</properties>
 
</input>

In this example, after the SCF cycle is finished, the quantity mentioned in the properties element (in this case the DOS) is calculated by the element dos. This element has a few attributes, see the Input Reference. The attribute nsmdos indicates the type of smearing for the resulting DOS. In particular, the value 0 means no smearing at all, 1 that a three nearest point averaging is performed, 2 that two such consecutive averaging are done, etc. To capture low lying states (semicore states), e.g., 2s, 3s, and 2p states of Al, one needs to manually set the energy range. This is done by the attribute winddos, here from -3.0 to 1.5 Ha (relative to the Fermi energy, EF=0 Hartree). After the calculation has been performed, a number of output files related to the DOS will be written. The TDOS.OUT and IDOS.OUT files contain the total and interstitial DOS per unit cell, respectively. The file PDOS_S01_A0001.OUT contains the partial DOS corresponding to a given atom (e.g., the index 1 means the first atom listed in the input file, etc.) decomposed according to the structure symmetry (see EXCITINGROOT/src/dos.f90 for more details). In order to plot the partial DOS, the best thing to do is to look for the appropriate template in xmldos2grace-xsl and using the visualization program xmgrace.

The total DOS obtained for three different k-point meshes (10x10x10, 16x16x16, and 20x20x20) is shown in the following plot:

fig1.png

This plot shows the total DOS for the occupied (with 2s symmetry) and unoccupied (partially with 2s and mainly with 2p symmetry) states of hcp Be. This result can be compared with a 30 years old calculation reported in V.L. Moruzzi, J.F. Janak, and A.R. Williams, Calculated electronic properties of metals, New York (Pergamon Press, 1978):

Be-JanakWilliams.png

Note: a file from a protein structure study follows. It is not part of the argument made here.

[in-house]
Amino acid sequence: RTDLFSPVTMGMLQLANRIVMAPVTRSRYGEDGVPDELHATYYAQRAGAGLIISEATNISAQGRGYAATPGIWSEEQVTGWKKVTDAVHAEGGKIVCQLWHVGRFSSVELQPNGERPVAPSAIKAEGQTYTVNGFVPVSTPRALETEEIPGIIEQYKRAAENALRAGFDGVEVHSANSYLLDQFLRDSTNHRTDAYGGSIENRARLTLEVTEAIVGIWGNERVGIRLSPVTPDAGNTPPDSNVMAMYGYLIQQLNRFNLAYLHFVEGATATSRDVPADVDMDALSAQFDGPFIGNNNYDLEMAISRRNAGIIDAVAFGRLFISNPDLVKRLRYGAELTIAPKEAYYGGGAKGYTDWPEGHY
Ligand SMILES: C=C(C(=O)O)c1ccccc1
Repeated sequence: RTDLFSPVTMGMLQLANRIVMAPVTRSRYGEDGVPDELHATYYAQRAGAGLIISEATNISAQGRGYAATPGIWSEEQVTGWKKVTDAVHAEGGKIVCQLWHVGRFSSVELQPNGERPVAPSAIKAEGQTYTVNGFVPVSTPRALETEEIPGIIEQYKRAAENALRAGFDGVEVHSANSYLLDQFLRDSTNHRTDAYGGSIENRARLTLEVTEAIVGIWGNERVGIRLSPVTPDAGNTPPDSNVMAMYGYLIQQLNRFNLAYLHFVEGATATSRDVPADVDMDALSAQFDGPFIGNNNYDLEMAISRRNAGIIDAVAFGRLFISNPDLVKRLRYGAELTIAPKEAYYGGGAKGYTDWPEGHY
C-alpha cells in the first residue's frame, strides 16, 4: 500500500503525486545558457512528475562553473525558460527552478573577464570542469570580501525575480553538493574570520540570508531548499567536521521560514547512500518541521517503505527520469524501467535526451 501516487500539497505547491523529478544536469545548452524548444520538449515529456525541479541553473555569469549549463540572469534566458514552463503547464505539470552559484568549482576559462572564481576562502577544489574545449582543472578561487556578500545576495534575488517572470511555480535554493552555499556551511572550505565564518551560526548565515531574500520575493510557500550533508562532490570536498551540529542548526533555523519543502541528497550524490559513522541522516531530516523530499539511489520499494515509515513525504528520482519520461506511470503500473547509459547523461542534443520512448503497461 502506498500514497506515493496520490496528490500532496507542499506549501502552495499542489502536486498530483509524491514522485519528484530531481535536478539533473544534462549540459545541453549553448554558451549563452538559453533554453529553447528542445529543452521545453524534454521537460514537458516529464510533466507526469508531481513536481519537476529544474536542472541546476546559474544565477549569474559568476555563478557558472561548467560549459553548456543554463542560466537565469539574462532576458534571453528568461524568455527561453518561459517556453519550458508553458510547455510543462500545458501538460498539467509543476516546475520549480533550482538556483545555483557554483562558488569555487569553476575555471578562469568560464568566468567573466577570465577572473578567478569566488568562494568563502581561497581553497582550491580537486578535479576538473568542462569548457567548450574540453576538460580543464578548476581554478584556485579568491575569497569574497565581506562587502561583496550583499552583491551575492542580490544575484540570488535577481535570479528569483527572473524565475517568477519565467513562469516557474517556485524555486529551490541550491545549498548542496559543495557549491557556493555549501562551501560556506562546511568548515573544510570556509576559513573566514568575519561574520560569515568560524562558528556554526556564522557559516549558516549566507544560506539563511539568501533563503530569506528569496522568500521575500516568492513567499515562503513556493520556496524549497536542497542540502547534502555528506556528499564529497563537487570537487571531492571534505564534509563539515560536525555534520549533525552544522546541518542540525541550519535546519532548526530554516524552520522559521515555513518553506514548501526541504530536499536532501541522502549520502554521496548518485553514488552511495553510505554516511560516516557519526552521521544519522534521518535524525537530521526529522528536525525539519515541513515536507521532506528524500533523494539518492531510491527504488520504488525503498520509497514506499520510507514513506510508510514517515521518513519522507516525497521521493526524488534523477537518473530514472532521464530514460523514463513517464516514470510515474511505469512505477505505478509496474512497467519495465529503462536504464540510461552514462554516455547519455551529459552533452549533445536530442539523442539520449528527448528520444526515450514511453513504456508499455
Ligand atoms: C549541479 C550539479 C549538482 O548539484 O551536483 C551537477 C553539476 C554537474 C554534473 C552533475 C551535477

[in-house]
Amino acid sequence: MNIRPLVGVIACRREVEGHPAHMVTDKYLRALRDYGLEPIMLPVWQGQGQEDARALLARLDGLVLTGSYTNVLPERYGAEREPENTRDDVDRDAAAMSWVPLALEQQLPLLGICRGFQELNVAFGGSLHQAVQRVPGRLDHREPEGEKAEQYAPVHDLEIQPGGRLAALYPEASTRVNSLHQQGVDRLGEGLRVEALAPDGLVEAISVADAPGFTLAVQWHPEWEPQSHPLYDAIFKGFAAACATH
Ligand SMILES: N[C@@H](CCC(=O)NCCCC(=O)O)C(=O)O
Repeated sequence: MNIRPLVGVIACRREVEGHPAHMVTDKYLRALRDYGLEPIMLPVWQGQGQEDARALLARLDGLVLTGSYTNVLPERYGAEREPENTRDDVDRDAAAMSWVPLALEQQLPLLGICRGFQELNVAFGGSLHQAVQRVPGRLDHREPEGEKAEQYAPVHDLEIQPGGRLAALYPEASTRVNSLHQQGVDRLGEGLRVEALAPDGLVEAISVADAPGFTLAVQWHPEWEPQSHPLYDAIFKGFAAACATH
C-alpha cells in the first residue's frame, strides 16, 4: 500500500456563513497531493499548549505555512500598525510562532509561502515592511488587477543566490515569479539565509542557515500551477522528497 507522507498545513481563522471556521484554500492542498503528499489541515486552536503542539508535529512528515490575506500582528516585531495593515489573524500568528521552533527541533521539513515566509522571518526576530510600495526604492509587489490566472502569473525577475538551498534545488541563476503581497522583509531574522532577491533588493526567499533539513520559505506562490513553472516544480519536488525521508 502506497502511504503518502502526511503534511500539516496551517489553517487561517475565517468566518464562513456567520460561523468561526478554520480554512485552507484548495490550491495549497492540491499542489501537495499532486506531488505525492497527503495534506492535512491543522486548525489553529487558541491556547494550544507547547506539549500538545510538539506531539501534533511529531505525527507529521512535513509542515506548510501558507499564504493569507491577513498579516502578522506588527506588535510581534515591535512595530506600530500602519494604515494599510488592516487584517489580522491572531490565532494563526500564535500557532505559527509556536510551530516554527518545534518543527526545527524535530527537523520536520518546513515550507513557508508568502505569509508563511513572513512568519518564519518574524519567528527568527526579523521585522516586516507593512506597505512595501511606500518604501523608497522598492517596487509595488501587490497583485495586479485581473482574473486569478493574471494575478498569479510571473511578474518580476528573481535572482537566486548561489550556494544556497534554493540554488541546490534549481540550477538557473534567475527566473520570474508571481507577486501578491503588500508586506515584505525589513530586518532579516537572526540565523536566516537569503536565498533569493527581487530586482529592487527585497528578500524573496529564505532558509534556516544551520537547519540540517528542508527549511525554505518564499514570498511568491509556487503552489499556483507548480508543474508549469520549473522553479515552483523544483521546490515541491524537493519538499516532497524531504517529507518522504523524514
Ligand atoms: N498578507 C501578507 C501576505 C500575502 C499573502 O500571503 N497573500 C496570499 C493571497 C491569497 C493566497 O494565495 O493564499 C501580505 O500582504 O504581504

Conclusions: Already for the 16x16x16 k-point mesh, the DOS of hcp Be is saturated (does not change with larger k-point mesh) and it is in very good agreement with other calculations.

2. How to redraw the DOS after already completed SCF calculations

Let us consider an example in which one has already performed a complete SCF + DOS calculation and does not need the values of the DOS in such a large extension of unoccupied states. From the previous example, one knows that the valence Be 2s states lie at about 0.4 Hartree below the Fermi level. Let us assume to be interested in the details of the DOS between this energy value and the Fermi energy. Therefore, we repeat the calculation using a slightly modified input file. We add the attribute do="skip" to the element groundstate, in order not to repeat the SCF cycle. Furthermore, we restrict the calculated energy range by defining winddos="-0.5 0.07" in input.xml. The modified lines of input.xml should be:

  ...
  <groundstate  do="skip" ngridk="16 16 16" ....
  ...
    <dos nsmdos="1" winddos="-0.5 0.07" />
  ...

We can also investigate the effect of the smearing of the DOS by choosing different values (0, 1,…) for the attribute nsmdos.

In the following, we show a plot of the results for the total and interstitial DOS with (smooth, nsmdos="1") and without (nsmdos="0") smearing for the 16x16x16 k-point mesh:

fig2.png